When I had my daughter I imagined I’d need to give up on my much-loved active and outdoors holidays. My first love was for trips abroad filled with walking, cycling, tennis and even swimming and kayaking. Lazing on a beach vacations were not my thing at all. But I was willing to sacrifice such desires – at least for a while – for a much-wanted child. What happened next was unexpected!
For the first couple of years of my daughter’s life I resisted any “research” on active-style holidays believing that I would have to put her in childcare while I walked, cycled, dived or whatever. Then, when talking to other likeminded parents, I began to realise that there were other types of holidays out there. Holidays that would cater for grown ups and children who all wanted to be active together.
The next few years were spent on tennis holidays – these were tennis for adults and children in the Algarve (see Markson Tennis); running, swimming and cycling for families at Club La Santa on Lanzarote; surfing at the Gower Peninsula in South Wales while camping; and activity weekends in Scotland combining some low-level climbing with a bit of loch canoeing and some hill walking. We hired a campervan on a couple of occasions just for the adventure!
Active holidays for slightly older children
Then I discovered that there are walking, cycling and outdoors activity-based holidays to suit families withslightly older children. While I still hankered after a week of adrenaline pumping mountain biking in Spanish mountains or a fortnight climbing steep Swiss Alps or 10 days kayaking in Croatia, I knew this wouldn’t go down well with my seven-year-old daughter. But, still, I found there are a wealth of options for fairly active outdoorsy families.
Walking and cycling for a week or more is perfectly possible if you’re sensible about the planning. Keep distances realistic and offer lots of things to do en route, such as sightseeing, stops at village cafes and picnics. If you want someone else to have done the planning for you – and organise all the accommodation and luggage transfers en route – then all the better.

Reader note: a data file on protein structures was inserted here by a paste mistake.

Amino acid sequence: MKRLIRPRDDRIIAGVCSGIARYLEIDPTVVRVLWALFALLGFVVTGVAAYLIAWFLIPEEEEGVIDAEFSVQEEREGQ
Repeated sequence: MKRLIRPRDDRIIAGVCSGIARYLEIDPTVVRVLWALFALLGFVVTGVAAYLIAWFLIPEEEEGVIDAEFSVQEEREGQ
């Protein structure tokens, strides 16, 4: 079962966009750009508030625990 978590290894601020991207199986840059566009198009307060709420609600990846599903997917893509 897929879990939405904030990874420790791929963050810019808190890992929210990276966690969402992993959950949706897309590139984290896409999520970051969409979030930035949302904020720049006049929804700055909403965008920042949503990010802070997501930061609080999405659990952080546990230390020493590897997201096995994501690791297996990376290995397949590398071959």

And so, over the years, we have enjoyed family cycling holidays in France, outdoors activity focused vacations in the Algarve and walking breaks in Scotland. Here, to whet you appetite for summer holidays 2013, are a few of my favourite active family holiday ideas:
Five great active holidays for families.
Pedalling holidays. Cycling the Danube offers flat, and often downhill, pedalling on a dedicated cycle path (see pic!). Traffic-free and mostly smooth, this is a very popular route for families to enjoy cycling together. There are lots of stop off points along the way to keep little ones happy and because your luggage is transferred for you between comfortable accommodations you only need to worry about your own pedalling and the lovely views all around you. You can even join a Danube Bike and Boat River Cruise, which offers the bonus of sleeping on a Danube cruiser boat at night and, when muscles tire, the chance to jump aboard the boat to rest those legs.
Paddling holidays: Canoeing and kayaking are simple to learn and offer an up-close-and-personal way to see the landscape. There is also the option to paddle a two-man boat with one adult and a child. The west coast of Scotland, Croatia and Sardinia are three fabulous places to set off for a family paddling adventure. One trip, offered by Wilderness Scotland, is a family-friendly holiday in Arisaig in Scotland’s Highlands. You’ll learn to kayak on the three-day holiday and witness a wealth of amazing wildlife.
Family beach adventures: Forget lazing on the beach (although that is possible in between the fun activities) and head to Portugal for a tailormade family adventure holiday. Aqua-Ventura organise exciting water-based activities, such as sea kayaking, diving, a boat trip to see dolphins and climbing. And at the end of each day, you can refuel on home-cooked food (and plenty of it!).
Walking the coast: Scotland’s stunning Fife Coastal trail holiday could be the perfect active trip for your family. There are plenty of stop off points en route so you can decide before you go how many miles you would like to walk in a day. Why not combine walking days with beach days in between, just to keep the kids smiling? The coast in this eastern part of Scotland offers a wealth of things to do on the beach and in pretty fishing villages.
Do you have any tips for great active and outdoorsy family holidays?